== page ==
Sonic branding consultancy MassiveMusic has partnered with music testing company SoundOut to launch the “world’s first” data-driven sonic branding tool.
MassiveBASS (Brand Attribute Sound System) “combines art and science”, according to the consultancy, using data and metrics that measure recall, distinctiveness and connection to brand personality.
“Scientific insight upfront, before we start composing”
MassiveMusic senior creative strategist Marijn Roozemond says the motivation behind developing the tool came from wanting to put “scientific insight upfront, before we start composing” rather than further along in the branding process.
The tool works by ascribing different sounds to brand values and Jungian archetypes – a set of symbols and images that derive from the “collective unconscious” as proposed by Swiss psychoanalyst Carl Jung.
Nike, for example, uses the archetype of the Hero, while Disney is the Magician and Harley Davidson the Outlaw. MasiveBASS considers its database of sonic assets and then ranks them on the closest match to a brand’s personality.
Each archetype has a number of brand values associated with it – values associated with the Magician archetype for example might include “determined”, “engaging” or “intense”. More than 200 brand values in total were tested against hundreds of sonic assets to get these associations, involving more than 500,000 consumers in the process.
“Talking about music is like dancing about architecture”
The user experience of the tool first sees the brand or designer input their values and desired archetypes. These then return sonic assets to browse as well as data. The tracks that the user gets in response to their brand values and archetypes are just a starting point, Roozemond stresses.
“We like to refer back to that quote that says: ‘talking about music is like dancing about architecture’,” he says. “By thinking in musical terms right from the starting point, everyone in the room knows what we mean when we refer to bold or innovative sounds.”
The tracks are broken down using additional metrics so that brands and designers can more closely ascertain what works and what doesn’t. These include things like BPM, recall potential, distribution of instruments, key and genre. There is also the option to switch between working on a brand anthem and a brand sonic logo.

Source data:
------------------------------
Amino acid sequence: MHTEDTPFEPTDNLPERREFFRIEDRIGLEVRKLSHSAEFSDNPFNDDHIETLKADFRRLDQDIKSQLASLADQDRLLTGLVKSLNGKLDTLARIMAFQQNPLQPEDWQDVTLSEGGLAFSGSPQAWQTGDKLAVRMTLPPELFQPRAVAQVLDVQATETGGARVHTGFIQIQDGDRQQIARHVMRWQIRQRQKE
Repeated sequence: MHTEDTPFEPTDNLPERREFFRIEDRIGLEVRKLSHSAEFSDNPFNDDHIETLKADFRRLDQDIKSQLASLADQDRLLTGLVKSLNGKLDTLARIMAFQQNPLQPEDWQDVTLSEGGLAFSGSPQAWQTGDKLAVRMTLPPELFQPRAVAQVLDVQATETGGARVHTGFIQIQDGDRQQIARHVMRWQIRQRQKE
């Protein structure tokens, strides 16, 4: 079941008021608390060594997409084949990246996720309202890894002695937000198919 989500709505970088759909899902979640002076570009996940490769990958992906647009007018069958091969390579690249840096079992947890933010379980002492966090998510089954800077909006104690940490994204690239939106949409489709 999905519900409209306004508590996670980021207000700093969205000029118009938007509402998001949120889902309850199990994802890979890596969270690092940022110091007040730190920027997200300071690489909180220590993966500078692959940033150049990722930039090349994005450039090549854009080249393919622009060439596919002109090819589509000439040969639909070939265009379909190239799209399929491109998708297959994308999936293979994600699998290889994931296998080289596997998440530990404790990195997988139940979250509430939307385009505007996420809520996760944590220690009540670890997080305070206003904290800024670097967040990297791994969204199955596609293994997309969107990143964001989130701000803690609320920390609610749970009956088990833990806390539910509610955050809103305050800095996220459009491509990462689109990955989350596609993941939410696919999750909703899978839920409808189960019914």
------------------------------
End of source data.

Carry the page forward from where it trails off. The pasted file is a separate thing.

“With all this information, we then work on what the brand wants to highlight and how we can do that with music,” says Roozemond. “We add value to the selected tracks by then playing with sound – if a brand says it wants to be bolder, for example, that could mean adding distortion or making it a little edgier with synthesized sounds.”
“The emotional connection of music”
While there is a version of the tool available for brands and designers to explore for free, the more detailed database and the full list of sonic assets and values is used by MassiveMusic. Brands can get the whole experience by working with the team.
“The tool accelerates our process,” says Roozemond, explaining that by setting out the brand values and the sonic associations with said values from the beginning, it provides a solid foundation free from subjectivity to start building. Once that’s sorted, he says: “that’s when we start adding in all the creative bits like smashing lightbulbs sounds or guitar growls.”
“We know that music communicates values and influences how we feel, and this tool is really about identifying and working with what consumers really mean when they say ‘happy’ music or ‘inspiring’ music, for example,” says Roozemond. “It’s about using data to get a better grip on the emotional connection of music.”